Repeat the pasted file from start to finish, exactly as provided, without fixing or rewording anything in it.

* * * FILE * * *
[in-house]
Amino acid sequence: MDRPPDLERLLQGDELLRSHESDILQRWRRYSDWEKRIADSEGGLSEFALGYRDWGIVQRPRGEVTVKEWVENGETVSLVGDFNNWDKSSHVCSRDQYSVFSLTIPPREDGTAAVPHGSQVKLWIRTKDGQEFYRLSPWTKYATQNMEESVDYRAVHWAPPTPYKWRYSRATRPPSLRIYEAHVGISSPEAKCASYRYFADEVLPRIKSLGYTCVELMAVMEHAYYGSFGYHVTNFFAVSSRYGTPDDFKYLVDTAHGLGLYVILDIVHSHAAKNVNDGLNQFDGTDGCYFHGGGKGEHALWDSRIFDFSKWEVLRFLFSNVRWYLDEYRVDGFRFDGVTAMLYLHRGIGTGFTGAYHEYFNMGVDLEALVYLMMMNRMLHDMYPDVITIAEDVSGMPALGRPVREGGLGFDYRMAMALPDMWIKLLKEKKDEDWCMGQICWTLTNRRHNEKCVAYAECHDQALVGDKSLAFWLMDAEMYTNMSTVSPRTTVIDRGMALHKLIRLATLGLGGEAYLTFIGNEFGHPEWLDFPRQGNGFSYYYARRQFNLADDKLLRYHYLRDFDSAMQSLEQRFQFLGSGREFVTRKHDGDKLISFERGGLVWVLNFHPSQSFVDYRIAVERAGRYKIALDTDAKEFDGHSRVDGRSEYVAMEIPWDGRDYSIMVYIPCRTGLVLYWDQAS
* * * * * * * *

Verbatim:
[in-house]
Amino acid sequence: MDRPPDLERLLQGDELLRSHESDILQRWRRYSDWEKRIADSEGGLSEFALGYRDWGIVQRPRGEVTVKEWVENGETVSLVGDFNNWDKSSHVCSRDQYSVFSLTIPPREDGTAAVPHGSQVKLWIRTKDGQEFYRLSPWTKYATQNMEESVDYRAVHWAPPTPYKWRYSRATRPPSLRIYEAHVGISSPEAKCASYRYFADEVLPRIKSLGYTCVELMAVMEHAYYGSFGYHVTNFFAVSSRYGTPDDFKYLVDTAHGLGLYVILDIVHSHAAKNVNDGLNQFDGTDGCYFHGGGKGEHALWDSRIFDFSKWEVLRFLFSNVRWYLDEYRVDGFRFDGVTAMLYLHRGIGTGFTGAYHEYFNMGVDLEALVYLMMMNRMLHDMYPDVITIAEDVSGMPALGRPVREGGLGFDYRMAMALPDMWIKLLKEKKDEDWCMGQICWTLTNRRHNEKCVAYAECHDQALVGDKSLAFWLMDAEMYTNMSTVSPRTTVIDRGMALHKLIRLATLGLGGEAYLTFIGNEFGHPEWLDFPRQGNGFSYYYARRQFNLADDKLLRYHYLRDFDSAMQSLEQRFQFLGSGREFVTRKHDGDKLISFERGGLVWVLNFHPSQSFVDYRIAVERAGRYKIALDTDAKEFDGHSRVDGRSEYVAMEIPWDGRDYSIMVYIPCRTGLVLYWDQAS